The recent AIE Conference 'Energy Options for our Region – the Way Forward' helped to shed some light on changes in the energy sector during this time of transition both in the Australian energy market and internationally.

A think tank approach to panel discussions invited questions from a diverse audience eager to hear how the transition will play out in the bid to deliver affordable, reliable energy as we move to a lower emissions future.  

Opening speaker Minister for Energy Dr Mike Nahan MLA said the cost of energy supply in Western Australia was a challenge given that it was three times the national average.

It is clear that renewables will be part of the major reform in WA, with solar, wind, batteries, standalone and microgrids playing a big part. While West Australians are embracing solar energy in unprecedented numbers, the State Government is looking to ensure everyone has access to this exciting technology.

Currently Synergy, Western Power and Horizon Power have a raft of experiments that will help them decide which way they will go. To this end, a decade from now, our electricity market will look very different to the one that we have today, when new technologies including smart metres, battery storage and electric vehicles are incorporated.

International topic, China’s Sector Reform and Changing Energy Mix, was addressed by keynote speaker Professor Philip Andrews-Speed from the Energy Studies Institute, National University of Singapore, who claimed that China’s energy sector was undergoing a period of change, huge uncertainty and contradictions.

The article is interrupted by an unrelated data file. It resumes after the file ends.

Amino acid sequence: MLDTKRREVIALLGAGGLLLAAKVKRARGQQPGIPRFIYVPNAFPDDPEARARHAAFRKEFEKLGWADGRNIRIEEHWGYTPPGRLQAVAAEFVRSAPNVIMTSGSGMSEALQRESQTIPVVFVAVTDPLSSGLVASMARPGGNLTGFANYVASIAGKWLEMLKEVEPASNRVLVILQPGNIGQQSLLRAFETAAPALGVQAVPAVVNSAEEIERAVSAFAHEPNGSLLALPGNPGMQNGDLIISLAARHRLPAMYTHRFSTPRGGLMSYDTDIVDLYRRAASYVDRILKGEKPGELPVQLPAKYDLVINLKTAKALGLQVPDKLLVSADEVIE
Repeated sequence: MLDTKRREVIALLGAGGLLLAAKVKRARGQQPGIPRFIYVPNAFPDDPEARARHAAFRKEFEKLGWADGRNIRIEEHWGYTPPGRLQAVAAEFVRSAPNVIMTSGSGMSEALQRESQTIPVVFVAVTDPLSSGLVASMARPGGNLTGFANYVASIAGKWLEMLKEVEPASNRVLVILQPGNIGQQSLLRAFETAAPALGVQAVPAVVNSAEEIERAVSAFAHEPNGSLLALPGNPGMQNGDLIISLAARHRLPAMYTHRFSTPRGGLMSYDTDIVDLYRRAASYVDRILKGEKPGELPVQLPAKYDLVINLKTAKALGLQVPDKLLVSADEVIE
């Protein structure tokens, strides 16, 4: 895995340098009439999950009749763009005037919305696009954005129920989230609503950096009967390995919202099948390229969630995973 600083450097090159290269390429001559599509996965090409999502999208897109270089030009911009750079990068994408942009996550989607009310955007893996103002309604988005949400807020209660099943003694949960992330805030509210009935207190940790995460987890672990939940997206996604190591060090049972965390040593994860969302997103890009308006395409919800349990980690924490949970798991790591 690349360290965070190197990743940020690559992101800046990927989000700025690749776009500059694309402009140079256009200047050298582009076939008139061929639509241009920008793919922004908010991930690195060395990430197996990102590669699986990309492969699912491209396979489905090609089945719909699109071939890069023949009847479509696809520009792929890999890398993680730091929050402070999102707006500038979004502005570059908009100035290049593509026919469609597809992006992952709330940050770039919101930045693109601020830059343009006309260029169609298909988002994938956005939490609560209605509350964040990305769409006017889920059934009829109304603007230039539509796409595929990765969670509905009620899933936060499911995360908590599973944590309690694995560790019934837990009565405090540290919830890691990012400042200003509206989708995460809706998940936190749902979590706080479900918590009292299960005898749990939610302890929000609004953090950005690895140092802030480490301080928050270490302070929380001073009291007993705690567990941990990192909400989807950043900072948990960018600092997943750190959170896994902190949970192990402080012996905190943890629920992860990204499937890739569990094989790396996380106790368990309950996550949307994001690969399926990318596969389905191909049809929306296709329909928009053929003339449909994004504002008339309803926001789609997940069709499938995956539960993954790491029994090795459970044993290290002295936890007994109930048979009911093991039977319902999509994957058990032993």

He discussed that although China’s renewables electricity was picking up with growing hydro power and wind, coal consumption was in decline, but there was still 200 gigawatts of coal-fired power stations in construction right now.

There was good news for Australian LNG imports into China as America was being squeezed out of the supply market for the cheaper Australian/South East Asian production due to the closer proximity, and lower Australian LNG prices compared to domestic prices in China and South East Asia.

Federal Minister for the Environment and Energy Josh Frydenberg MP, discussed the recent Council of Australian Governments (COAG) Energy Council reform package during a televised presentation.

The package promises to ensure a seamless integration for a new energy supply, but the story was not just about supply, but how better we could use energy. It was hoped that the reforms would improve competition, encourage more supply and put downward pressure on prices.

Hosted by the Australian Institute of Energy (Perth branch) and the Department of Finance, Public Utilities Office (Government of West Australia) and organised by the local energy industry the conference was well attended. 

More information: energywa.org.au/


Media reference

EMI Communications Coordinator Nicola Holman +61 439 906 200